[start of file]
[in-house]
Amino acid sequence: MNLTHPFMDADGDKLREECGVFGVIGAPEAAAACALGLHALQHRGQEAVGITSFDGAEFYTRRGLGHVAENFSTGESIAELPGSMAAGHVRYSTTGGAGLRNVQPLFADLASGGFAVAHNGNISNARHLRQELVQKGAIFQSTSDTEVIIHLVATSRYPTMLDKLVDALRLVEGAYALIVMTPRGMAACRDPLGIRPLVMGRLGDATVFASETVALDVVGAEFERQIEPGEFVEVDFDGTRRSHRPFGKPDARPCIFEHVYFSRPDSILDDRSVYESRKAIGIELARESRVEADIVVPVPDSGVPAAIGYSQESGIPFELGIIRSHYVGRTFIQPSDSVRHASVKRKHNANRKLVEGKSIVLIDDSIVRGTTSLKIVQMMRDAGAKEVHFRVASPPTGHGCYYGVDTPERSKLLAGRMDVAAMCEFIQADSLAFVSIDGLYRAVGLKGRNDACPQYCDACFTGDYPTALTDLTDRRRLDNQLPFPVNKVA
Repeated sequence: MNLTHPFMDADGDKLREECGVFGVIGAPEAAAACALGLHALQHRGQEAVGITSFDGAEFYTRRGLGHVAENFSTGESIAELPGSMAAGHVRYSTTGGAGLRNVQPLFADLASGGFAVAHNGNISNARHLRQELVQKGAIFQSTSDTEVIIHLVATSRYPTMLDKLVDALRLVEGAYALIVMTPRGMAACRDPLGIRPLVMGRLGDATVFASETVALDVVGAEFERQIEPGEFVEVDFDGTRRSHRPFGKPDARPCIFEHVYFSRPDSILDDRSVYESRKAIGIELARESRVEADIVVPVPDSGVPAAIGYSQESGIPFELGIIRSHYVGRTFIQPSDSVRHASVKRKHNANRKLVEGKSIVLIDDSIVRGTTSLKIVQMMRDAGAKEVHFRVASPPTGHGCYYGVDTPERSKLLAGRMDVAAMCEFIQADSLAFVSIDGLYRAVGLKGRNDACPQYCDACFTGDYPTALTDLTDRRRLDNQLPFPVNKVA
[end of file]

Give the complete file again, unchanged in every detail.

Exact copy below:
[in-house]
Amino acid sequence: MNLTHPFMDADGDKLREECGVFGVIGAPEAAAACALGLHALQHRGQEAVGITSFDGAEFYTRRGLGHVAENFSTGESIAELPGSMAAGHVRYSTTGGAGLRNVQPLFADLASGGFAVAHNGNISNARHLRQELVQKGAIFQSTSDTEVIIHLVATSRYPTMLDKLVDALRLVEGAYALIVMTPRGMAACRDPLGIRPLVMGRLGDATVFASETVALDVVGAEFERQIEPGEFVEVDFDGTRRSHRPFGKPDARPCIFEHVYFSRPDSILDDRSVYESRKAIGIELARESRVEADIVVPVPDSGVPAAIGYSQESGIPFELGIIRSHYVGRTFIQPSDSVRHASVKRKHNANRKLVEGKSIVLIDDSIVRGTTSLKIVQMMRDAGAKEVHFRVASPPTGHGCYYGVDTPERSKLLAGRMDVAAMCEFIQADSLAFVSIDGLYRAVGLKGRNDACPQYCDACFTGDYPTALTDLTDRRRLDNQLPFPVNKVA
Repeated sequence: MNLTHPFMDADGDKLREECGVFGVIGAPEAAAACALGLHALQHRGQEAVGITSFDGAEFYTRRGLGHVAENFSTGESIAELPGSMAAGHVRYSTTGGAGLRNVQPLFADLASGGFAVAHNGNISNARHLRQELVQKGAIFQSTSDTEVIIHLVATSRYPTMLDKLVDALRLVEGAYALIVMTPRGMAACRDPLGIRPLVMGRLGDATVFASETVALDVVGAEFERQIEPGEFVEVDFDGTRRSHRPFGKPDARPCIFEHVYFSRPDSILDDRSVYESRKAIGIELARESRVEADIVVPVPDSGVPAAIGYSQESGIPFELGIIRSHYVGRTFIQPSDSVRHASVKRKHNANRKLVEGKSIVLIDDSIVRGTTSLKIVQMMRDAGAKEVHFRVASPPTGHGCYYGVDTPERSKLLAGRMDVAAMCEFIQADSLAFVSIDGLYRAVGLKGRNDACPQYCDACFTGDYPTALTDLTDRRRLDNQLPFPVNKVA